Connect with us

News

‘Nobody likes me,’ Trump complains, as even his allies fade

Published

on

“Nobody likes me,” he said, confounded at how his administration’s health experts could be receiving accolades while he is accused of ignoring and denying the raging public health crisis.

That’s one answer.

By Friday, the President’s blunt assessment of his own popularity seemed to have manifested in a litany of other ways:

  • Even his staunchest Republican allies flatly rejected his suggestion that November’s voting be delayed, some actually laughing at what, by most accounts, was a serious (if toothless) proposal from the President to undermine the election.
  • The nation’s civic leadership, including three of Trump’s four living predecessors, gathered without him in Atlanta to honor the late Rep. John Lewis, making the sitting president’s absence conspicuous if unsurprising.
  • Stimulus talks on Capitol Hill have proceeded almost entirely without his participation, and have been notable mainly for the disarray they have exposed among Republicans, many of whom were unpleasantly surprised to learn the President’s demand for a new FBI building was included in the final proposal.
  • In a closed door hearing on Friday, intelligence officials working in Trump’s own administration discounted the possibility of foreign countries mass-producing fake ballots to interfere in the November elections — a claim Trump seemed to be making simultaneously from the Cabinet Room.
  • And the concerted push by Trump to delegitimize mail-in ballots is raising alarm bells among Republican operatives, who are worried the President’s demand for in-person voting will mainly serve to dampen turnout among his own supporters.

Trump’s attempts to regain standing have only exacerbated the divorce and led to worries he is weighing down his party’s ability to move forward. Long dismissive of the Washington establishment, Trump has shown little concern at how his moves are forcing allies into awkward positions or alienating himself from longstanding norms.

Far from a mere difference of “personality,” the examples of “nobody liking” Trump this week suggested a President actively isolating himself in his own bubble of conspiracy theories and questionable science, with fewer and fewer people willing to step inside to join him.

In an attempt to boost his mood, Trump’s advisers scrambled to assemble a scaled-down political event on a baking Florida tarmac on Friday, where Trump addressed a mostly mask-less crowd standing inches from one another. Other events in the state that Trump had scheduled for Saturday were canceled as a storm approached.

The event illustrated what White House officials describe as an ad-hoc effort to schedule appearances for Trump that allow him to bask in at least some adulation as his campaign rallies remain on hold and after an in-person convention acceptance speech was scuttled.

White House officials are still weighing their options for how Trump will formally accept the nomination, one person familiar with the planning said, including assessing sites around the country where he might deliver a prime-time address. Yet the task has proven difficult as Trump insists upon something dramatic while aides work to temper some of his expectations about the scale of the potential venues.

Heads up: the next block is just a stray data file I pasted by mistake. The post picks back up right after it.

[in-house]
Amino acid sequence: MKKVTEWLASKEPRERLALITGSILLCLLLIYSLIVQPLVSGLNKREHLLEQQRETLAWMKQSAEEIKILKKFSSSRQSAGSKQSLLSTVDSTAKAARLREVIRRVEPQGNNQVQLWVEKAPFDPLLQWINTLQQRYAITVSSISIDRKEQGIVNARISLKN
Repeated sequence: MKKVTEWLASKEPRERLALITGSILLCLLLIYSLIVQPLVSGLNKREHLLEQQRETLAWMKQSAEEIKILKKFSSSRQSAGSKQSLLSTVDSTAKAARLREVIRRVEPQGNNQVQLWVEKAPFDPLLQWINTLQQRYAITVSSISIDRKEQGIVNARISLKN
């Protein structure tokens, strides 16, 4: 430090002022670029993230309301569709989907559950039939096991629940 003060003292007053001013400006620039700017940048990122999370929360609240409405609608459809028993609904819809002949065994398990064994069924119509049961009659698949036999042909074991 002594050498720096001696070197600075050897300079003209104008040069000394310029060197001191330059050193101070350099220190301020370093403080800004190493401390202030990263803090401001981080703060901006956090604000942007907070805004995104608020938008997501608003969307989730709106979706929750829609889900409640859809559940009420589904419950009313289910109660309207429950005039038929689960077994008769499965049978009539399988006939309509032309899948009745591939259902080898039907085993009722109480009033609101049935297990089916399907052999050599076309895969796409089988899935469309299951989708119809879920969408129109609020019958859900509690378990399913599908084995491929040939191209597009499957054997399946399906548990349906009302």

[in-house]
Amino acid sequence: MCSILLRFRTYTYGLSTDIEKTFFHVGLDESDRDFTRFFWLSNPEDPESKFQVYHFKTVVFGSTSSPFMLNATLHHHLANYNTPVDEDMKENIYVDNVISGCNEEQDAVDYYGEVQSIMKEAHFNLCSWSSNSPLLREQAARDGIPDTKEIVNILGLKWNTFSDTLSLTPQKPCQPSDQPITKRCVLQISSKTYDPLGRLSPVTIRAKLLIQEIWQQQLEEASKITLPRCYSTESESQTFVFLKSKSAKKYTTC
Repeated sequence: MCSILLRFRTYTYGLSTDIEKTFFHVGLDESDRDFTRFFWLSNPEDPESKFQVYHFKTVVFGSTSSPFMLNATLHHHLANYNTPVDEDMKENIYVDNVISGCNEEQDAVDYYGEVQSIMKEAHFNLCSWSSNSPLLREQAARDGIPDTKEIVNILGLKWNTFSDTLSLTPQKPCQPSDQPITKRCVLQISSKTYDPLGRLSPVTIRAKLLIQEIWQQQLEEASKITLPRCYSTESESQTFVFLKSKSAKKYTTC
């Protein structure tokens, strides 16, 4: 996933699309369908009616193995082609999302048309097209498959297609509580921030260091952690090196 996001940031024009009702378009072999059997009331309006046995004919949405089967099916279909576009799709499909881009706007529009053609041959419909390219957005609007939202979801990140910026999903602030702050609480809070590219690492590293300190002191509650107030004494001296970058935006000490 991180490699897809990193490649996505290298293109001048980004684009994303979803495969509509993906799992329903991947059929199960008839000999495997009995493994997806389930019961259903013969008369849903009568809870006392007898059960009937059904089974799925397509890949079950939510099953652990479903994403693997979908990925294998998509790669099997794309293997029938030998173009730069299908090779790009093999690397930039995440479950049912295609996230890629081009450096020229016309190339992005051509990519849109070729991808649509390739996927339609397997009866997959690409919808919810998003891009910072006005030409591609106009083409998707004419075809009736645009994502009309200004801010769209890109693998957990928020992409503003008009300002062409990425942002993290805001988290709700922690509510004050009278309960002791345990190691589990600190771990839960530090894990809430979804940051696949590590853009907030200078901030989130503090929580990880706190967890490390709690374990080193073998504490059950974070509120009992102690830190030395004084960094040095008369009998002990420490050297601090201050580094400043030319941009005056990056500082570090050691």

Aides say Trump has grown to recognize the extreme political peril he’s created for himself less than 100 days until the election. When he speaks with friends, his grievances are long and his complaints are ample but his willingness or ability to alter course seems minimal, according to people who have spoken to him.

Trump has voiced versions of “nobody likes me” for the past several months, those people said, describing an in-the-dumps president brought low by a pandemic he feels he has little ability to control.

Speaking Thursday, Trump appeared resigned to the fact that coronavirus case counts will continue spiking, and said it’s probably not anyone’s fault, least of all his.

“That’s just the way it is,” he said.

Top Republicans, many of whom have given up hope that Trump will offer anything resembling a coherent national plan to contain the virus, have long decided to promote mask-wearing and social distancing without taking a lead from Trump. One of those who didn’t, Rep. Louie Gohmert, R-Texas, found out he had coronavirus from a test administrated at the White House.

Instead of avoiding the question or denying knowledge about Trump’s tweet on Thursday suggesting an election delay — a tactic they’ve fallen back on before when the President dispatches something inconvenient or embarrassing — nearly every Republican this week rejected the idea out of hand.

“I don’t think that’s a particularly good idea,” said Republican Sen. Lindsey Graham, an informal adviser to the President.

“I read it. I laughed. I thought my gosh this is going to consume a lot of people,” said GOP Sen. Kevin Cramer. “I long ago stop being surprised by the things he does that other presidents wouldn’t have done, but I also understand why he does it and why his base enjoys it so much.”

On Capitol Hill, the ill-fated election day float went over about as well as the administration’s proposal to include $1.75 billion for a new FBI building in a coronavirus relief package — a longstanding fixation for the President that his opponents decry as ethically questionable.

Republicans simply decried it as non-sensical in a bill meant to extend unemployment to the millions of newly unemployed Americans whose lives have been crushed by an out-of-control pandemic.

“There’s a number of unrelated things in there,” said Republican Sen. John Cornyn of the provision, which he said caught him by surprise.